it sticks to your hands and it takes forever to get rid of it. Tip to self: use gloves!
don’t get it on your clothes! Below is a photo of my hoodie, after the washing. Yep, that was embarrasing to explain to my flatmates….
The mold was dried quickly (approx. 15-20 mins) and looked okay. Rubber-like feeling, not super squishy, but flexible enough to get the original piece out. We filled it using a glue gun, until the glue started pouring out of the hole. We sliced the mold horizontally, to get the pieces out and finally drilled a hole into their necks, for the LEDs. Here are some results:
It took some attempts to get it right, mostly due to awkward glue gun and no constant inflow (I guess). However, it turned out pretty good eventually, it felt like real plastic. One of the questions was whether to slice it on the top (where the necks are) or at the bottom. I did it in the bottom for some reason, but it turned out to be a bad idea since the hot glue was escaping on the bottom while pouring it in. Slicing the mold on the top would probably be better.
How to make a better version of the cactus? Honestly, I’m afraid to even touch the first one: it flips over easily, diffuser caps fall out sometimes and half of the lights don’t work anyways. Improving on this shouldn’t be too hard.
This time we used a modeling clay and went for a fancier shape of the cactus. We tried planning things, but the “just do it and pray” method took over: we’ve connected two plastic bottles together using random stuff (cardboard, piping foam leftovers, lots of tape) and covered them with the modeling clay.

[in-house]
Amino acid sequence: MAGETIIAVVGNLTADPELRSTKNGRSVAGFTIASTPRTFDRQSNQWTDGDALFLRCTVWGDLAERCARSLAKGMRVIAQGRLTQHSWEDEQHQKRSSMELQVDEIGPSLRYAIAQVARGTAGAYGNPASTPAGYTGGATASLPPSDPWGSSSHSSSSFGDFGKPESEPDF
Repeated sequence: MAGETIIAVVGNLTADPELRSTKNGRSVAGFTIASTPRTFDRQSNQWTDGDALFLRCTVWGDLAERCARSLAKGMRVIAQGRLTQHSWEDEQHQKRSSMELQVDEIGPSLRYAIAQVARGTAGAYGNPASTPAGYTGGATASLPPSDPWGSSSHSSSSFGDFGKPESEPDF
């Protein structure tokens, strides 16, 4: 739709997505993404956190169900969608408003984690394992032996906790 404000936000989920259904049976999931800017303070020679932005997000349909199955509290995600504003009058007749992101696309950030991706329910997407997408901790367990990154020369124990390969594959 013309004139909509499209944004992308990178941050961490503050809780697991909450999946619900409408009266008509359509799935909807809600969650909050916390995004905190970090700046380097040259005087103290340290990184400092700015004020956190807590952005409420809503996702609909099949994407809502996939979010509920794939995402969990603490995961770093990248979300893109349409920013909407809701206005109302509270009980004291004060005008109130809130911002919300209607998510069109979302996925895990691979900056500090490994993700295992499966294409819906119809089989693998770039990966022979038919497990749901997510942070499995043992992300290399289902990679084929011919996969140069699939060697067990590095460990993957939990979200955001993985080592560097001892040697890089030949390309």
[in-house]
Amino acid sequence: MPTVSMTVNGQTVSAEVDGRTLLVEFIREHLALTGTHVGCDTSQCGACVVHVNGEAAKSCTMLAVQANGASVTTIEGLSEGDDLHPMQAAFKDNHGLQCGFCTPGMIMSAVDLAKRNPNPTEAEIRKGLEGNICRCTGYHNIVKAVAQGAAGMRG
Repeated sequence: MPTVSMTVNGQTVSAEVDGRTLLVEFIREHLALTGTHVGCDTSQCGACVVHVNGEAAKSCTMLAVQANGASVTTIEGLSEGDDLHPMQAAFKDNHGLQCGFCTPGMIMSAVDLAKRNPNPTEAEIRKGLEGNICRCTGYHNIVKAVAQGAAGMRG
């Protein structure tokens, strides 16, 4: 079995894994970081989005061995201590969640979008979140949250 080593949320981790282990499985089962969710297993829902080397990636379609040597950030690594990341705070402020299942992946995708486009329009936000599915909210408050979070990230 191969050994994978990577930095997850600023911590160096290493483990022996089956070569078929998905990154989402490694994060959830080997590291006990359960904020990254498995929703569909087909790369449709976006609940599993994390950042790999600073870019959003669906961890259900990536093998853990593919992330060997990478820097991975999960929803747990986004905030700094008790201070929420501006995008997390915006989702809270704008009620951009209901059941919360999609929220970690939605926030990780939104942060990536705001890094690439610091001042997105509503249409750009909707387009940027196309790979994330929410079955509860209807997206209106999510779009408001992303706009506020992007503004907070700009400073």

It looked pretty well and robust enough, but there was an issue: how to get the bottles out? Oh, by the way, the bottle was previously used for a home-made schnaps, so the whole thing smelled like booze. A lot.
We detached the “arm” of the cactus by somehow cutting it off and pulled the main bottle out. Same thing for the smaller bottle and the joint between the two. Somehow. Not without damage though, but nothing that couldn’t be fixed with more clay :)
In order to make it more robust, we used an actual flower pot and hacked together a cardboard mount for the cactus.
Drilling a hole into the pot was a real pain in the ass, but we wanted to mount a switch properly. It took a loong time and a drill-bit was getting really hot, but in the end it worked out and it looks pretty cool.
NO DUCT TAPE THIS TIME!!! The previous cactus was powered by an USB charger which “worked” but didn’t look nice and the cable was too short. All of its wires were “protected” by a regular tape, some of the LEDs were connected in series and half of them didn’t work.
This time I’ve put some more love into the wiring:
Wiring and soldering everything together took about 6 hours. The most annoying and time-consuming task was getting the wires through the cactus (small hole IN, bottom opening OUT). Is there a smart way to do this? Anyways, all of the LEDs work! No accidental blinking!
That was it, it turned out pretty well I think. Look at the photos :)
A cheap chinese power supply, 5V, 2A (originally included with an USB hub, makes a high-pitched noise when powered). Removed the metal conectors and got the wires out, but everything is still in the enclosure, for safety reasons. ↩